If anyone asked you to follow ‘The Pied Piper’ over the edge of a clifftop or under an oncoming bus, would you do it? I’m guessing you’d say “no way,” yet how many of us have ever tried a new beer, a coffee or energy drink, a hair product, a so-called ‘super food’ or miraculous diet – because others around us are doing it? Have you ever made a small or large choice in your daily life because it is the normal thing to do? I know I have. And how many of our daily life choices do we actually make because they are “normal” and “everyone does them?”
We currently live in a world where the media can print lies. This is a fact.
Investigative journalism is a dying art. It would seem that the majority of the mainstream media don’t bother to investigate or if they do, if it doesn’t match their pitch, the angle they are gunning for, or a story that will sell, it is quite acceptable to simply not put in the facts or present the truth of a story and manipulate what they do present so that their version gets told (and sold) – regardless of what the true story may be.
What happens when you take something that is inherently one and divide it into two or more parts, like slicing a carrot maybe? Does it lose its oneness or is it still innately one? It’s still the same carrot – but is it one or does it become two? There are slices of course, or ‘juliennes’ if that is your way of doing things. It’s a ridiculous suggestion, but do the bits of carrot compare themselves with each other and compete to be the best? Is there supremacy in the carrot world? Pretty soon they will be food anyway and so it doesn’t matter too much.
I sat in a café some 3000 metres above the sea on top of the Swiss Alps doing some of my mathematics studies during the World Economic Forum in Davos when a group of men walked in and almost immediately people were rushing to take selfies with one of them – applauding him and shaking his hand. At about 6 foot 6” (2m) tall and a big build I guessed he was some sort of athlete but could not put a name or sport to the face. After the group left the café the waiter informed me that he was one of the most famous boxers in the world, from Russia.
This left me wondering… all the celebrations, congratulations and well-wishes – what are they actually for? Continue reading “Celebrities – What’s really Worth Celebrating?”
I have been a tomboy most of my life and have only just started feeling like I am woman!
It has been a slow transformation. I started life on the sea as a sailor: I was tough and I could do most things the guys could. I then worked with horses and again, I could unload a container full of heavy bags of feed and think nothing of it. And even recently in my house renovations I cut timber and laid the floor with the guys. I thought I had to do all this to prove that I could. Continue reading “Men Being Men and Women Being Women”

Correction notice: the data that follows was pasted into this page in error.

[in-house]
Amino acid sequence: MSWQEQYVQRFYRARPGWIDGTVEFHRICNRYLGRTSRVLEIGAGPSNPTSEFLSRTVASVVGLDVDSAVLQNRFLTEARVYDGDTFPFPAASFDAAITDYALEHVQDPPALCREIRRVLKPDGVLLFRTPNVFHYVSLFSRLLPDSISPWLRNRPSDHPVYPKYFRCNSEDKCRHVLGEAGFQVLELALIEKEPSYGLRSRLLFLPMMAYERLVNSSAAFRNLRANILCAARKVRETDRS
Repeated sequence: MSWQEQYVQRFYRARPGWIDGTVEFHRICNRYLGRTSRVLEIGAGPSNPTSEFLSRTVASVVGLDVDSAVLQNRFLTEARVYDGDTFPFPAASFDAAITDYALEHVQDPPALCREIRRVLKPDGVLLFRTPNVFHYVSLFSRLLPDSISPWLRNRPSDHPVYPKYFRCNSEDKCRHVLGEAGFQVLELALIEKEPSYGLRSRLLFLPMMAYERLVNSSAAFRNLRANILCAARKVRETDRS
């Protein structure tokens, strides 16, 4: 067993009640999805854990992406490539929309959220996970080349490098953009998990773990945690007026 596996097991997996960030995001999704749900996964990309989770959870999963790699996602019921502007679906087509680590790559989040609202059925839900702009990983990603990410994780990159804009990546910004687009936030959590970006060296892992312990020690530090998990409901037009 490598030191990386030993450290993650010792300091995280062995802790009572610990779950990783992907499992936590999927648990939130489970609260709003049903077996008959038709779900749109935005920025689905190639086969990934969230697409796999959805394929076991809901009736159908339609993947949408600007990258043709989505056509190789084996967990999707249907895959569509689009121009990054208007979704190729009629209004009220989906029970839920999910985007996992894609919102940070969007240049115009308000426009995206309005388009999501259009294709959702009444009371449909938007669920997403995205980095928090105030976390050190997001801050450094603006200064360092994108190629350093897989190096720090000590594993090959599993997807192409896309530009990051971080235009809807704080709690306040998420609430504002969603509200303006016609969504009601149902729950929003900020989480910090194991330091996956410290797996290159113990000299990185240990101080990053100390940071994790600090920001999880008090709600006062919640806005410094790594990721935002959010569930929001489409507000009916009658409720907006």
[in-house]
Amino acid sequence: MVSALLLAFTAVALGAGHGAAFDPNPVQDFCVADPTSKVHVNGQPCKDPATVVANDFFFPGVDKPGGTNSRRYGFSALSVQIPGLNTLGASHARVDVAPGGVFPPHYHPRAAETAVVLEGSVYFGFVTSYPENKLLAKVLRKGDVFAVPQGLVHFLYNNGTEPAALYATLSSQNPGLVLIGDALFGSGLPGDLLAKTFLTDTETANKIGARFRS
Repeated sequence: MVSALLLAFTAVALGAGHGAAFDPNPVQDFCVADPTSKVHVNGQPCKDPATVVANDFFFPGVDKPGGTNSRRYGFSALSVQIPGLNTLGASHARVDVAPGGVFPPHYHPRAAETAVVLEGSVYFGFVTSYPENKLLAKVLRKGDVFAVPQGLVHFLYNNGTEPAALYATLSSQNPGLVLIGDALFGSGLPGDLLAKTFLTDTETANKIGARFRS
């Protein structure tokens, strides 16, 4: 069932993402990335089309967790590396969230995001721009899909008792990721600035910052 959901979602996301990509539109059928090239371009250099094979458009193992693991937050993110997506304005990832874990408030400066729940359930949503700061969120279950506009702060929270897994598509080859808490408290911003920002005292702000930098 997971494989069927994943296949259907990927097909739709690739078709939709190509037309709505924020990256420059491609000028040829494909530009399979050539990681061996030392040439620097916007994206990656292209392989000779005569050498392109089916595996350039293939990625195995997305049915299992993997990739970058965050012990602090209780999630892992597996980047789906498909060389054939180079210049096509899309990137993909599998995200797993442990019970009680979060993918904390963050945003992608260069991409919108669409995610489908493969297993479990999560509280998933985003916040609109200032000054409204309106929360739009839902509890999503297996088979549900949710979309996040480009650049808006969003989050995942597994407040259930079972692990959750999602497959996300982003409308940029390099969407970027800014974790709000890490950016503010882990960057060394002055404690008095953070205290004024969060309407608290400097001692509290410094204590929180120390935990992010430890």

I have learnt so much over the last two years about myself, humanity, and my relationships. It is a never-ending process, one that I am entirely grateful for and committed to. I have at times experienced many moments of revelation, understanding, knowledge, immense beauty and love, coupled with dips and challenges along the way.
Recently I have learned a new lesson that I felt to share. Now you may already know all of what I have to convey, but for me it was a poignant revelation. When it unravels in front of you and actually demonstrates that the philosophy Serge Benhayon teaches is absolutely true, it is a wonderful confirmation – simply magic.
A couple of photos shared at a Universal Medicine event day recently got me seriously pondering on a few topics around teenagers from the past, and in today’s society. One photo was of a group of young adults from the 1960’s/70’s who looked at ease with each other, had genuine smiles on their faces, were of a healthy weight range and had a naturalness and openness in their bodies – there was no trying to ‘be anything else’ in them. The second photo was of a group of youths from today. In this photo there was a feeling of unease, a great deal of trying to ‘fit in’, to perpetuate an image, to look cool, and the biggest thing that stood out for me was the ‘to get noticed’ energy, almost in a competitive way. The feeling in both of these photos and what they depicted of the youth back then and of today were of stark contrast – quite a shock really to see so blatantly in front of my eyes.